Legislators trying to raid Michigan’s Trust Fund

State Rep. Dave Agema is leading the raid on Michigan's Natural Resources Trust Fund

The Michigan Natural Resources Trust Fund and Federal Transportation Enhancements are the two main funding sources for biking and trail projects in this state.

Now one, if not both are under attack.

The raid on the Trust Fund is quite clear. But let’s begin by noting what this fund is. From the DNR web site:

The Michigan Natural Resources Trust Fund (MNRTF) has been in place since 1976. It provides financial assistance to local governments and the Department of Natural Resources and Environment (DNRE) to purchase land or rights in land for public recreation or protection of land because of its environmental importance or its scenic beauty. It also assists in the appropriate development of land for public outdoor recreation.

The MNRTF is supported by annual revenues from the development of State-owned mineral resources, largely oil and gas.

In the Metro Detroit are, the Trust Fund has helped buy trails (e.g. Clinton River Trail), build trails (e.g. Dequindre Cut, RiverWalk), and build parks (Milliken State Park.)

Michigan legislators have introduced bills to divert 80% of the incoming funding and spend it on roads and the aeronautics fund. The message is clear: pavement over parks.

Fortunately this attack on our funding will require significant effort. According to the DNRE, “The MNRTF is constitutionally protected, and, therefore, the passage of this law would require a Constitutional amendment (2/3 majority vote of both the House of Representatives and the Senate and then a majority vote of the citizens).”

Who is behind this attack?

There are two bills and one resolution involved: House Resolution NNN, House Bill 6482, and House Bill 6483. Representative Dave Agema (R-Grandville) is the main sponsored the first two, while Representative Bob Genetski (R-Saugatuk) sponsored the latter. Representatives Eileen Kowall (R-White Lake), Sharon Tyler (R-Niles), John Walsh (R-Livonia), Tom Pearce (R-Rockford), and Joe Haveman (R-Holland) are co-sponsors across the board.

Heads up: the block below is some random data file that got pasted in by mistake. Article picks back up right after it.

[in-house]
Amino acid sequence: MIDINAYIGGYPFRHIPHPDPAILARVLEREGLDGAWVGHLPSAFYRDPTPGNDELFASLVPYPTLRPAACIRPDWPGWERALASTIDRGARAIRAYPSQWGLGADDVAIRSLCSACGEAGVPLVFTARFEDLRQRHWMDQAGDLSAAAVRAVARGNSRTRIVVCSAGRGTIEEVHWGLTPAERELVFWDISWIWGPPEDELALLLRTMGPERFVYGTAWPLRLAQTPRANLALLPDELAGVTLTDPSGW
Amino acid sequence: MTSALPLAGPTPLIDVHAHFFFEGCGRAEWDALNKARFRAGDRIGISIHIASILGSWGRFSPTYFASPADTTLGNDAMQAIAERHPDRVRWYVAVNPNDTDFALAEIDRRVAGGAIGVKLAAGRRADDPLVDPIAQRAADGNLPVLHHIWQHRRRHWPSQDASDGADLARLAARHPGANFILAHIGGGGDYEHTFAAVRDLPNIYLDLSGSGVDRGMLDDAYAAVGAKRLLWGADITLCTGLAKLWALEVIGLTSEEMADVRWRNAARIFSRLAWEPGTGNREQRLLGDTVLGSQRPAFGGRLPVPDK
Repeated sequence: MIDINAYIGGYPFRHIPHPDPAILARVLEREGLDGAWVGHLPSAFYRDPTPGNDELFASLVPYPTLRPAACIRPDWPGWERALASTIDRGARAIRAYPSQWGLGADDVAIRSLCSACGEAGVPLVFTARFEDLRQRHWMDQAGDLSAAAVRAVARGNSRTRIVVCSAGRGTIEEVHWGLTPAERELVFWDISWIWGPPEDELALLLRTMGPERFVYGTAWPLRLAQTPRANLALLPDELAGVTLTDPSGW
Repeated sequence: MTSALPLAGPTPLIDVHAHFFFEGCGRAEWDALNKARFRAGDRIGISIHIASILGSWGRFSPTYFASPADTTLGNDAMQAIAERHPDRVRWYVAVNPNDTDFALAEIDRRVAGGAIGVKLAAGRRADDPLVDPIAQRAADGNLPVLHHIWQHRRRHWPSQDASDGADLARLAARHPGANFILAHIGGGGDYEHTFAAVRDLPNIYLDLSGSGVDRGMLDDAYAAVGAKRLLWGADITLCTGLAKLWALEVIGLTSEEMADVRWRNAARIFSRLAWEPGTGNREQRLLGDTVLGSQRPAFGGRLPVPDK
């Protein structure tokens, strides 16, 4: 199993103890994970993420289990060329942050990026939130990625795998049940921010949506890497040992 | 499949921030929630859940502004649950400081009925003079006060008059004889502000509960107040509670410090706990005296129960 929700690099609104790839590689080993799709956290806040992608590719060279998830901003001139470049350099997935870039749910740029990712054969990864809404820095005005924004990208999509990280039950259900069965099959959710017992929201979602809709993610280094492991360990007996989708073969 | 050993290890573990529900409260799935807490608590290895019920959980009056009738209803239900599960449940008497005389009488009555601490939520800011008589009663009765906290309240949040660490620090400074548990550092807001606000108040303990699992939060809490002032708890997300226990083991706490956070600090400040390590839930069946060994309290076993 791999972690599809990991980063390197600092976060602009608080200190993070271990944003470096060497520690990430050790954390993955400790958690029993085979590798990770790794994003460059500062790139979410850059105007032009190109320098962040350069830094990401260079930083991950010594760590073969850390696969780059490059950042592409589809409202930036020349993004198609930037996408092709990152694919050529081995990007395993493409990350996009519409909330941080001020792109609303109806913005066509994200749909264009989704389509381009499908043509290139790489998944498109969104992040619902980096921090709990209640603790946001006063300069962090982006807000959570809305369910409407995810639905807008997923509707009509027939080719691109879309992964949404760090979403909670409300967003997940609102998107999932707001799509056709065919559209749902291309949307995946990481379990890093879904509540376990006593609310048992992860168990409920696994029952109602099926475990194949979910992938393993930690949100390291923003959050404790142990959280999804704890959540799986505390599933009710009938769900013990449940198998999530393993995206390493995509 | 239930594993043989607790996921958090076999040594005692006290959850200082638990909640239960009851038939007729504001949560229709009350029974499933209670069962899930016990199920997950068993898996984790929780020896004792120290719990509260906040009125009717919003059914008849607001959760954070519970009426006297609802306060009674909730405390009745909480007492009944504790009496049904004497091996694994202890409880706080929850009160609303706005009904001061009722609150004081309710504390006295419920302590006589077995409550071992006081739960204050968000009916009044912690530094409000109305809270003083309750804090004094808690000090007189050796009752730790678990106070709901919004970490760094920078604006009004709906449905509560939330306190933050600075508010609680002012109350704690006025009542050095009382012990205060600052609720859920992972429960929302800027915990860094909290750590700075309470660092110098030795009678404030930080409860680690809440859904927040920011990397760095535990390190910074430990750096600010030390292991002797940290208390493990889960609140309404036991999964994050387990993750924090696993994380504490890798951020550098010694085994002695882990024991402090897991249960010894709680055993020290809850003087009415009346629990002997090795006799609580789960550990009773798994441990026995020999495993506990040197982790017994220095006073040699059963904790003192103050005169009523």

This attempt to rob the Trust Fund really began with the Transportation Funding Task Force, which we wrote about in December of 2008. That effort was stacked with road lobby members so it was no surprise when they suggested taking money dedicated to parks, recreational and greenspace.

All bills are in the Great Lakes and Environment committee where they will hopefully die this session. But don’t hesitate to call and let your state representative know how you feel about this raid.

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3 Responses to “Legislators trying to raid Michigan’s Trust Fund”

  1. Andrew Mutch Says:

    Since the Trust Fund was established, it’s provided close to $100 million in funding for local recreational projects in SE Michigan. These are projects that helped local communities fund recreational projects and land acquisitions that otherwise would have been out of reach. You can see a list of those here:


    Oakland County has been one of the primary beneficiaries of those dollars with over $52 million in projects funded. Those are on top of the millions of dollars for state-administered projects in SE Michigan. You can view that list here:


  2. Joel Batterman Says:

    Just one caveat: while the trails the Fund sponsors may primarily serve a “recreational” purpose, many trails in urbanized areas – the Dequindre Cut, the Clinton River Trail – can and do serve commuter transportation as well.

    In part, this is indeed an attempt to put “pavement over parks.” But it also represents a move for (already heavily subsidized) highways to snatch a few meager crumbs from bicycling and walking, modes which hardly had a piece of the pie to start with.

  3. Todd Scott Says:

    @Joel: That’s true. As I understand it, the Trust Fund projects should have a strong recreational component whereas Transportation Enhancements should have a strong transportation focus. Certainly some projects, including on the ones you’ve mentioned, have both.

    However, the Trust Fund probably won’t fund bike lanes and Enhancements won’t fund a loop trail.

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